Thursday, 23 May 2013

Law report - serving parties outside of Bermuda in trust proceedings

In the matter of the Hanover Trust [2013] SC (Bda) 38 Civ

The Chief Justice clarified an issue regarding service of court proceedings on overseas parties to a trust action. He held that in trust proceedings concerning a Bermuda trust or where the trust property was in Bermuda, it was not necessary to obtain the leave of the court to do this, as the court had clear jurisdiction to hear such applications [143]-[15]. Leave would only be required if the overseas party might potentially challenge jurisdiction to hear the dispute or whether Bermuda is the most convenient forum to hear it [13].

Law report - court and collection fees

Acorn Services Ltd v Dill [2013] SC (Bda) 33 App

The Plaintiff had been awarded judgment for rent arrears, including collection and legal fees attainable under the lease. The Plaintiff had appealed on the grounds that the Magistrate had not awarded the full collection fees under the lease.

Kawaley CJ held that the collection fees were a contractual claim which the Plaintiff was entitled to. The clause in the contract did not put a penalty on the Defendant, but merely reflected the costs that the Plaintiff had suffered in order to collect on the debt [10]-[13].

Law report - stays of proceedings

In the matter of an application for information about a trust [2013] SC (Bda) 45 App

Justice Hellman, sitting as a single judge of the Court of Appeal, had refused a stay of an order by the Chief Justice for the applicant to disclose accounting information to the respondents, pending appeal to the Court of Appeal.

The applicant then re-applyied for Justice Hellman to stay the matter only until the full Court of Appeal could consider the matter in a further month's time.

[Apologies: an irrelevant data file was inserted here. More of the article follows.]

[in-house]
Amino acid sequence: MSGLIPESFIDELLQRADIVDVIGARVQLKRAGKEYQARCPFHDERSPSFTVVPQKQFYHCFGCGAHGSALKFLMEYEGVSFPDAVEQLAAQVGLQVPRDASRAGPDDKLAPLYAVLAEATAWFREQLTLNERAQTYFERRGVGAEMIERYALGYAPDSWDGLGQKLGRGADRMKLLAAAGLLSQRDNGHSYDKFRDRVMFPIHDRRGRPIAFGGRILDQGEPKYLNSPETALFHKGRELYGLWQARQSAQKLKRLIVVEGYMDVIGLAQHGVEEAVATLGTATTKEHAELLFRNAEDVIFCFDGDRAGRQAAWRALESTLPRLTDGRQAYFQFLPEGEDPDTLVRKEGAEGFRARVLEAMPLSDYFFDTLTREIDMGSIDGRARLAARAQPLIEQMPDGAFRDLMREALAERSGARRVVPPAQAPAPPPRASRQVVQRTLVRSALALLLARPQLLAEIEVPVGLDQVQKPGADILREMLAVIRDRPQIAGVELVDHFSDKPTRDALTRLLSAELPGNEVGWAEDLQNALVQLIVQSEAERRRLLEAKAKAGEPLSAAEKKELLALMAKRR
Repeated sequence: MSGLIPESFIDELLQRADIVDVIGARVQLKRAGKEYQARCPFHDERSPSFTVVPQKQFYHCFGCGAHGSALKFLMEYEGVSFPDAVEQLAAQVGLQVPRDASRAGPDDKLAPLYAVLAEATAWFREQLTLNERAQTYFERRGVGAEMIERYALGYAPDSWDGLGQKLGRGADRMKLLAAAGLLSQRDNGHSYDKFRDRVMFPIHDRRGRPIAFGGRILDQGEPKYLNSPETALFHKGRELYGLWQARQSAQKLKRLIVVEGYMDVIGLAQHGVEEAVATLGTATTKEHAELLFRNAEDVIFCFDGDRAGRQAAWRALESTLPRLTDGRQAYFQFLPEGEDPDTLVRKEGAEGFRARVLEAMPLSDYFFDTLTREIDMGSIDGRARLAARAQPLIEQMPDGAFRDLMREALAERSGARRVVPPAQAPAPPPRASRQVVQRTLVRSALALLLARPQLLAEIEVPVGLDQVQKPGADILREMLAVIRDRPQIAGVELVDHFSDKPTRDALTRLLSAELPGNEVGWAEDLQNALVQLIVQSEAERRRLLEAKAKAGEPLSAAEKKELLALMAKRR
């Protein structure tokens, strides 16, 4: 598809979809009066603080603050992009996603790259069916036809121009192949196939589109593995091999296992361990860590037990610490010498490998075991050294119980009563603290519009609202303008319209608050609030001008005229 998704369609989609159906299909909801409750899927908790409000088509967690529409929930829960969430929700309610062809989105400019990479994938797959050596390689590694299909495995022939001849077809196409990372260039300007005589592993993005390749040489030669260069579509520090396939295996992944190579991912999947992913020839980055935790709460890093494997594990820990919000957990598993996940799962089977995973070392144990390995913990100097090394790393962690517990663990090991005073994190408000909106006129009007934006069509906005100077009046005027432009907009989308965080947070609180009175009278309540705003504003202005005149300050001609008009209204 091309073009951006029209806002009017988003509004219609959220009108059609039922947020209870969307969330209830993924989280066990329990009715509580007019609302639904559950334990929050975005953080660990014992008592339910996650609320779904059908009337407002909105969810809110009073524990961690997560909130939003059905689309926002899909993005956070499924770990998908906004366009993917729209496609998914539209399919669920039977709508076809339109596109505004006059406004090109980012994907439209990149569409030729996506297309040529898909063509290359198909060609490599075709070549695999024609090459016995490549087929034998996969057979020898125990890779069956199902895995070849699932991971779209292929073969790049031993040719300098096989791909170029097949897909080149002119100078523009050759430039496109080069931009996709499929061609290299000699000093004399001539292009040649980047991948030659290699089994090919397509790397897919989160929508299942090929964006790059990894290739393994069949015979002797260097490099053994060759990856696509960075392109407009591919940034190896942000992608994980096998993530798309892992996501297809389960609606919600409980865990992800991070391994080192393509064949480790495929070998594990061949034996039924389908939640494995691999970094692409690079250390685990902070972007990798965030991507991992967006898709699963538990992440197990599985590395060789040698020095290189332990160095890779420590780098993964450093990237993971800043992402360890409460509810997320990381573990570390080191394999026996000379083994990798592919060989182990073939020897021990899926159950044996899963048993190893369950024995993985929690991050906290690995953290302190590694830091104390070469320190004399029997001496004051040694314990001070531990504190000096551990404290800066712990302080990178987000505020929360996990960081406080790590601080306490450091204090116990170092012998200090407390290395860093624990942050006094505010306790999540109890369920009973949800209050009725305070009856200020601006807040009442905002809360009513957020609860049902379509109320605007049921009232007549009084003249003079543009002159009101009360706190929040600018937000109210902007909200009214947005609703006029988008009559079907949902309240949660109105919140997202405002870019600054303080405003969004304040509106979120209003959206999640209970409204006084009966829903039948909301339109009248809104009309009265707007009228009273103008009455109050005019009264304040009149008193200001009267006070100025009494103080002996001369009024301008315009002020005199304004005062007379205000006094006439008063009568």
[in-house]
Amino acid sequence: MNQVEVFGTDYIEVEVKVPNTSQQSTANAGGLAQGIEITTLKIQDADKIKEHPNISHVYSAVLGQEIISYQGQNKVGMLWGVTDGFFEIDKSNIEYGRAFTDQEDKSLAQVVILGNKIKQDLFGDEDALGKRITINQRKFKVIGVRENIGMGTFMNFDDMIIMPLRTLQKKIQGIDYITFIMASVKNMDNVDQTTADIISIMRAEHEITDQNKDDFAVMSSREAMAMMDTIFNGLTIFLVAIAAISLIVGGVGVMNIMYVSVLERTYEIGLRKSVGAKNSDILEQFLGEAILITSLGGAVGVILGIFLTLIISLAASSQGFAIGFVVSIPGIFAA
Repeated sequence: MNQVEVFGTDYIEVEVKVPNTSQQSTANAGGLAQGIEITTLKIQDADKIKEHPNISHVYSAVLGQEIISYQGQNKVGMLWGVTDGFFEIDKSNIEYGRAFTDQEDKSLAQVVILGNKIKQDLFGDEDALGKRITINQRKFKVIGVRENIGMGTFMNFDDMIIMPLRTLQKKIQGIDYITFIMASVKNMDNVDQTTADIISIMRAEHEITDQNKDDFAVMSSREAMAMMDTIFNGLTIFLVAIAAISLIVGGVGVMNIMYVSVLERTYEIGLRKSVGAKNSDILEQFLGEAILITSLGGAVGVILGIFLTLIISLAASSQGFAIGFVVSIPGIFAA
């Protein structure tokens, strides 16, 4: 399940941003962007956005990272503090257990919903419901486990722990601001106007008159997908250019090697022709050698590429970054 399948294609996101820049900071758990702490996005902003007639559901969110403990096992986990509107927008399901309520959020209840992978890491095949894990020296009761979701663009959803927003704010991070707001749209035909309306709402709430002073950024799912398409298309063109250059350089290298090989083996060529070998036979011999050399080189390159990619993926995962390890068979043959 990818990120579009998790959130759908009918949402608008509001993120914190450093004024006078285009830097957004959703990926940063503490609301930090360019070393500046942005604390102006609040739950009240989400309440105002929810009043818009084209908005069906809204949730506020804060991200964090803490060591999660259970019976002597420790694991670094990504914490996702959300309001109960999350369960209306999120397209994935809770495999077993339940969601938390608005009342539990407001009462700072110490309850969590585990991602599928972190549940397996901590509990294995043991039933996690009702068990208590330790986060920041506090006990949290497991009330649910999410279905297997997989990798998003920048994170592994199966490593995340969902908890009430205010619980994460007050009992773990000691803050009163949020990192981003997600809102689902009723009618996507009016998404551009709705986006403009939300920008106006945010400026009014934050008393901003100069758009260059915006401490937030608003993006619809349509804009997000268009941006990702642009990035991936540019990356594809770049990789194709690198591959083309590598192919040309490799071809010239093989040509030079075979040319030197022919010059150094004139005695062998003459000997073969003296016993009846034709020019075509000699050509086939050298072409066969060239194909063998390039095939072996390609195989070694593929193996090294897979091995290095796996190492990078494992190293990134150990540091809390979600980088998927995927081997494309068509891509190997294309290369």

Hellman J held that he did have the authority to do this [13]. He decided that, as the full Court of Appeal would be able to consider the matter in as little as a month, it tipped the balance in staying the order for that short period [20].

Wednesday, 22 May 2013

Law report - two sets of costs and judicial review

Kentucky Fried Chicken (Bermuda) Limited v Minister of Economy, Trade & Industry [2013] SC (Bda) 35 Civ

This judgment concerned what happens when an applicant has failed to obtain the relief they were seeking in judicial review proceedings where there is more than one respondent.

Kawaley CJ noted that this was strangely not something which had been raised before in a considered judgment in Bermuda [5].

The general position is that only one set of costs would be awarded as an applicant should not have to pay for duplication of effort. There is an exception when a second respondent has a separate interest on an issue which is not dealt with by the first respondent.

The Chief Justice took the route of allowing costs to both respondents, but only one set of costs for each issue, depending on whether the issue was one properly for the Minister or for the BIU to respond to, so as to avoid duplication of costs [7]-[10].

The Chief Justice indicated that, in future, the proper time to raise the issue of paying two sets of costs is early in the proceedings, in order to allow the parties to focus on who should play an active role in the proceedings [11].